Variot and Geoffroy became close friends as a result of their collaboration on these public health issues. Together with Variot’s wife and daughter, they dedicated themselves to a variety of public health campaigns, always with an emphasis on assisting the poor and working class people on how to improve the quality of their lives.
One other painting that deserves comment from this period is a scene of a young woman giving up her newborn child to an orphanage, A l’hospice des Enfants-Assistés, l’abandon d’un enfant. This canvas dates to 1912, the year after Geoffroy’s mother Rosalie died. She had been living close to her son’s home in the nineteenth arrondissement for some years, thus raising again the question of whether there was any contact between them prior to her passing. The subject of the painting is unusual in the artist’s work and may represent his own apparently mixed feelings about his mother’s death.
The onset of World War I created a fresh set of circumstances for the painter. He continued to receive numerous commissions, but the subject matter from these years is more light-hearted. Although this may seem surprising in the middle of such an intense conflict, it may have been one way to offer an alternative to the persistently grim horror of the news from the trenches.
Following the war, Geoffroy traveled frequently with Dr. Variot. both to regional hospitals where he would provide images for teaching patients about new health practices and occasionally simply on holiday to Variot’s country home in Brittany. On one of these trips, Geoffroy returned to the region where he was born, probably for the first time since his family’s departure in the 1850s.
As he approached the beginning of his seventh decade, Geoffroy turned his attention to working in charcoal on paper, pastels, watercolors and lithographs. Children continued to be his primary subject. The images are freely drawn or painted, often featuring a single child who is completely absorbed in a particular activity.
Geoffroy died after short illness in the Clinique Velpeau, 7 rue de la Chaise, on December 15,1924. He left everything to Julie Girard, who continued to exhibit his work at Galerie Georges Petit. Mme Girard also commissioned a bas-relief for his tomb at the Pantin Cemetery near their home. On December 22, 1924, La Presse published Geoffroy’s obituary, noting that “...this grand worker died with his palette in his hand. He has the deepest respect from his public. He did not look to shock or scandalize; his sole ambition was to be an honest artist and worker. And the public will forever regard him with the sympathy that his compositions evoke.”
Janet Whitmore, Ph.D.
Lucas Museum of Narrative Art, Los Angeles, California
Centre national des Arts plastique, Paris-La Defense
Fine Arts Museums of San Francisco
Hermitage Museum, St. Petersburg, Russia
Hôtel de Ville, Marennes, France
Maison de Victor-Hugo, Paris
Ministère de l’Education nationale, Enseignement supérieur et de la Recherche, Paris
Musée Anne-de-Beujeu, Moulins, France
Musée Bernard d’Agesci, Communauté d’Agglomération du Niortais, France
Musée Baron Gérard, Bayeaux, France
Musée d’art et d’histoire, Rochefort, France
Musée de l’Assistance Publique-Hôpitaux de Paris
Musée de l’Echevinage de Saintes, Saintes, France
Musée de l’Illustration Jeunesse, Moulins, France
Musée de Picardie, Amiens, France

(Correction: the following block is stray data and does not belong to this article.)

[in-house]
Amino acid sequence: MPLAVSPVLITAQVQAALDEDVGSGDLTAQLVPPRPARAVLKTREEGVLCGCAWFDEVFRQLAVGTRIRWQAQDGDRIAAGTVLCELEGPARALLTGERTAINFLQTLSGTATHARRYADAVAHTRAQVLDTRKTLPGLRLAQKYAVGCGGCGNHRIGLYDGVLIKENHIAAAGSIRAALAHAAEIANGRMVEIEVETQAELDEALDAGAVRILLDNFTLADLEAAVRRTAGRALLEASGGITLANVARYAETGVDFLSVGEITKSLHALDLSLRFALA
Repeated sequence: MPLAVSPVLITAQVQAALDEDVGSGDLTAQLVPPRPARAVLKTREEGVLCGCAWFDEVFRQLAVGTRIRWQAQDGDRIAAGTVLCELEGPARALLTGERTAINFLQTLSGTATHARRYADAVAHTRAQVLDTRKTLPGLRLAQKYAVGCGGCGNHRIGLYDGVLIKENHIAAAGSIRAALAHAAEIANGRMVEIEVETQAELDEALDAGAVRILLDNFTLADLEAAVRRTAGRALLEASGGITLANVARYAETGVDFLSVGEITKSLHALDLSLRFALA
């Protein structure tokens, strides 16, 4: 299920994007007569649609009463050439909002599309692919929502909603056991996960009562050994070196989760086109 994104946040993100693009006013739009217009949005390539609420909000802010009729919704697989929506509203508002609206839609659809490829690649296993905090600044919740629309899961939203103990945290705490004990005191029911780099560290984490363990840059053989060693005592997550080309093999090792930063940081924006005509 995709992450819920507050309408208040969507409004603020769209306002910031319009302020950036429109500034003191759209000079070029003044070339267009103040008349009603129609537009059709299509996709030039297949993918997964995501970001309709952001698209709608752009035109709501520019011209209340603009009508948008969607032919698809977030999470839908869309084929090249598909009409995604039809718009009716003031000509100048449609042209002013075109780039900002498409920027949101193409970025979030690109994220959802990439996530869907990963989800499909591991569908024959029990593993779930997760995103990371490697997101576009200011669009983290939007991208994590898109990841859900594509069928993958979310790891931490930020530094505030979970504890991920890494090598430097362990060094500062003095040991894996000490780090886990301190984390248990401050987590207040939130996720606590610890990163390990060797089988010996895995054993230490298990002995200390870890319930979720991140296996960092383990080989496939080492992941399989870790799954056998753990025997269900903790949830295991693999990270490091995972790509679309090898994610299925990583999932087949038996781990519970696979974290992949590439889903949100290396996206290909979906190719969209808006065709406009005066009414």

Musée des beaux-arts et Musée Marey, Beaune, France
Musée des beaux-arts, Cambrai, France
Musée des beaux-arts, Dijon, France
Musée des beaux-arts, Mulhouse, France
Musée des beaux-arts, La Rochelle, France
Musée des Ursulines, Mâcon, France
Musée d’Orsay, Paris
Musée du Faouët, Le Faouët, France
Musée du Louvre, Paris
Musée du Faouet, Le Faouet, France
Musée national de l’Education, Rouen
Musée Sarret de Grozon, Arbois, France
Petit Palais, Musée des Beaux-Arts de la Ville de Paris, Paris
[i] Some earlier accounts of Henry Jules Jean Geoffroy’s life have suggested that his father was the painter Jean-Baptiste Geoffroy rather than the costume designer. However, the painter Jean-Baptiste Geoffroy died in 1845 and could not possibly be his father. See the Getty Research Institute’s Union List of Artists Names (ULAN). http://www.getty.edu/research/tools/vocabularies/ulan/
[ii] Dominque Lobstein, Jean Geoffroy dit Géo, “Une oeuvre de généreuse humanité” 1853-1924, Exhibition catalogue (Saintes, France: Le CroÎt vif and Musées de la ville de Saintes, 2015) 27.
[iii] For more information on Jean-Jacques Rousseau’s influential thinking on education, see his seminal publication, Émile, ou de l'éducation, originally published in 1792. A recent English translation was published by Hardpress Publishing in 2012. Geoffroy is likely to have been familiar with this book later in his career when he became personally involved in the cause of public education for all French children.
[iv] Lobstein, 27. [...“l’élève Geoffroy, âgé de 14 ans et demi, peintre décorateur: une composition esquisse exécutée en 3 heures et une fleur d’après nature, exécutée en 8 heures.” Translation by the author.]
[v] Lobstein, 27, Note 6.
[vi] See Henri Frantz, “Jean Geoffroy” Le Figaro illustré, mai 1901: 1-24.
[vii] By the time that Geoffroy completed his studies in 1886, Emile Bin was the mayor of the eighteenth arrondissement (Montmartre) where he also continued to teach painting. Among his other students were Charles Léandre, Henri Rivière and Paul Signac. It seems probable that Geoffroy would have known these artists as well
[viii] For a discussion about the history of infant mortality rates, see Lawrence Weaver, “Infant Mortality, Infant Feeding and Infant Growth” for the University of Glasgow Department of Child Health and Centre for the History of Medicine at: http://www.who.int/global_health_histories/seminars/